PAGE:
latest research and developments in
science of anti aging has a new star – sirtuins. An important
study at the University of Wisconsin-Madison has put the research
spotlight on a family of enzymes called ‘sirtuins.’
may be wondering why that matters to you. Well if you’re
interested in how to look younger and age gracefully -- sirtuins
may matter more than you know.
first started to focus on the role of sirtuins in anti aging
in 2001. At that time, studies were done at many top universities
to investigate the effects of calorie restriction on life extension.
of the off-shoots of these studies was to establish a clear
link between sirtuins and lifespan extension.
a more recent study has revealed the huge anti aging potential
of sirtuins in a way that has many biotechnology companies eager
to take developments further. Possible applications include
the development of new drugs for diabetes and neurological disorders
like Alzheimers and Huntingdons.
more exciting -- for those of us who care about wrinkles --
is the use of sirtuins in the development of new anti aging
skin care ingredients.
science behind these developments is complex and can be difficult
to grasp. Even if you don’t want to know too much about
‘the science bit’ -- you’d do well to remember
’sirtuins’ and ‘resveratrol’ -- there’s
no doubt they are set to become the new anti aging buzz-words.
have found for the first time a way to rev up a potent "anti-aging"
enzyme in living cells, an advance they said could speed the
development of drugs to extend human life span and prevent a
wide range of geriatric diseases.
novel approach has significantly increased the life spans of
yeast and human cells in laboratory dishes and extended the
lives of flies and worms -- organisms that, on the level of
molecular biology, age very much as humans do. Indeed, said
the researchers, the compounds seem to have the same anti-aging
effect as a drastic reduction in calories, the only strategy
ever proven to extend life in mammals but one that most people
find difficult to stick to.
is too soon to say whether the latest findings will ever make
the leap from the lab bench to the geriatrics clinic -- though
some may choose not to wait: Of all the compounds the researchers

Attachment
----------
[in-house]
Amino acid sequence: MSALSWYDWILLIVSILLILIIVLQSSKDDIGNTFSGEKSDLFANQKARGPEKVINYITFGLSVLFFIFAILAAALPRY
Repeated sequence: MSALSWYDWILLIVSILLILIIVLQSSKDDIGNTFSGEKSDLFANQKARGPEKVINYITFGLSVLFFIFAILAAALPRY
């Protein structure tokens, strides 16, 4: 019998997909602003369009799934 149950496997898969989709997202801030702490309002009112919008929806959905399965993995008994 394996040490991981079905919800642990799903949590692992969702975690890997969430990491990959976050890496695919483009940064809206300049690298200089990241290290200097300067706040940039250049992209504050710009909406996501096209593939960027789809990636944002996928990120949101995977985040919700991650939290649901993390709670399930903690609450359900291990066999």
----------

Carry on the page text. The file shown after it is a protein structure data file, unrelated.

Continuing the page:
tested, the one that boosted the anti-aging enzyme the most
was resveratrol, an ingredient in red wine that's been credited
with that beverage's ability to lower the risk of heart disease.
the findings strengthen an increasingly popular notion among
many scientists that the cellular enzymes at the core of the
experiments -- sirtuins -- are universal regulators of aging
in virtually all living organisms and represent a prime target
for new anti-aging drugs.
looking like these sirtuins serve as guardians of the cell,"
said Harvard Medical School researcher David Sinclair. "These
enzymes allow cells to survive damage and delay cell death."
the race is on, Sinclair said, to find the most potent sirtuin
stimulators -- or create synthetic ones -- and test their ability
to extend the lives not only of cells, flies and worms but also
of mice, monkeys and humans. Other researchers were more cautious,
warning that aging is a complex and poorly understood process
that is unlikely to be slowed by any single drug. As promising
as the research may appear today, they said, sirtuin would not
be the first fountain of youth to prove a mirage.
face it, aging isn't the same in humans and yeast," said
Jef Boeke, a yeast geneticist at the Johns Hopkins University
School of Medicine. Besides, he said, sirtuins are potent molecules
and in cranking them up "one would have to be very careful
about potential side effects." The new study caps a three-year
string of discoveries involving sirtuins (pronounced sir-TOO-ins),
a class of enzymes that are found in virtually every organism,
including bacteria, plants and people. As with all enzymes,
their job is to promote essential biochemical reactions inside
first scientists thought sirtuins spent most of their time pulling
key molecules off the proteins that surround DNA -- part of
the process by which cells turn their genes on and off.
recently researchers learned that sirtuins are also involved
in processes with much more medical -- and commercial -- potential:
They are part of a feedback system that enhances cell survival
during times of stress, especially if that stress is a lack
years researchers have known that life span can be extended
by 50 percent or more in many kinds of creatures, including
flies, worms and mice, if the animal is fed a diet that is nutritious